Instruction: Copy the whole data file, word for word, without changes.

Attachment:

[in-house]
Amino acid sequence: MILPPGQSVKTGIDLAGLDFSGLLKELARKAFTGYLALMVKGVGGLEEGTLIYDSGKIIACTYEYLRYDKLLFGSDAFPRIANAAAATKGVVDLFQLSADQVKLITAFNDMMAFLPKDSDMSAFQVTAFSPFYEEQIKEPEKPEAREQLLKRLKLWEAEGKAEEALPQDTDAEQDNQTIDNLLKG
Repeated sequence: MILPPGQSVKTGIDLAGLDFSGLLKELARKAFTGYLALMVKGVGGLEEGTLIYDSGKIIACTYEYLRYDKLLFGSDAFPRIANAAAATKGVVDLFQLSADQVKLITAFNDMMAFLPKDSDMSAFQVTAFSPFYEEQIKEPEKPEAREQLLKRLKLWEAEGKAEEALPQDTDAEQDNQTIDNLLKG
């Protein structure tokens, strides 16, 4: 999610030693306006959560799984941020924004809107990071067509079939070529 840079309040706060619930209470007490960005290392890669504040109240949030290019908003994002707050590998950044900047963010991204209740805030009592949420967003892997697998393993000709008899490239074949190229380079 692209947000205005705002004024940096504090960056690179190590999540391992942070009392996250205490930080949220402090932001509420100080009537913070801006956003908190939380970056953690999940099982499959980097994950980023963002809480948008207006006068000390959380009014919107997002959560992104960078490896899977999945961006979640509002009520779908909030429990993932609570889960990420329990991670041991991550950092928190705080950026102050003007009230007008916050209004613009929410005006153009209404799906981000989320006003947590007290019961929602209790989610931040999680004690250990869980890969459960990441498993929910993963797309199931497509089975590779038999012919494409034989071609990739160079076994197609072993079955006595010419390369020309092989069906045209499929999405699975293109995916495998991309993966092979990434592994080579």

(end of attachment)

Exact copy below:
[in-house]
Amino acid sequence: MILPPGQSVKTGIDLAGLDFSGLLKELARKAFTGYLALMVKGVGGLEEGTLIYDSGKIIACTYEYLRYDKLLFGSDAFPRIANAAAATKGVVDLFQLSADQVKLITAFNDMMAFLPKDSDMSAFQVTAFSPFYEEQIKEPEKPEAREQLLKRLKLWEAEGKAEEALPQDTDAEQDNQTIDNLLKG
Repeated sequence: MILPPGQSVKTGIDLAGLDFSGLLKELARKAFTGYLALMVKGVGGLEEGTLIYDSGKIIACTYEYLRYDKLLFGSDAFPRIANAAAATKGVVDLFQLSADQVKLITAFNDMMAFLPKDSDMSAFQVTAFSPFYEEQIKEPEKPEAREQLLKRLKLWEAEGKAEEALPQDTDAEQDNQTIDNLLKG
């Protein structure tokens, strides 16, 4: 999610030693306006959560799984941020924004809107990071067509079939070529 840079309040706060619930209470007490960005290392890669504040109240949030290019908003994002707050590998950044900047963010991204209740805030009592949420967003892997697998393993000709008899490239074949190229380079 692209947000205005705002004024940096504090960056690179190590999540391992942070009392996250205490930080949220402090932001509420100080009537913070801006956003908190939380970056953690999940099982499959980097994950980023963002809480948008207006006068000390959380009014919107997002959560992104960078490896899977999945961006979640509002009520779908909030429990993932609570889960990420329990991670041991991550950092928190705080950026102050003007009230007008916050209004613009929410005006153009209404799906981000989320006003947590007290019961929602209790989610931040999680004690250990869980890969459960990441498993929910993963797309199931497509089975590779038999012919494409034989071609990739160079076994197609072993079955006595010419390369020309092989069906045209499929999405699975293109995916495998991309993966092979990434592994080579």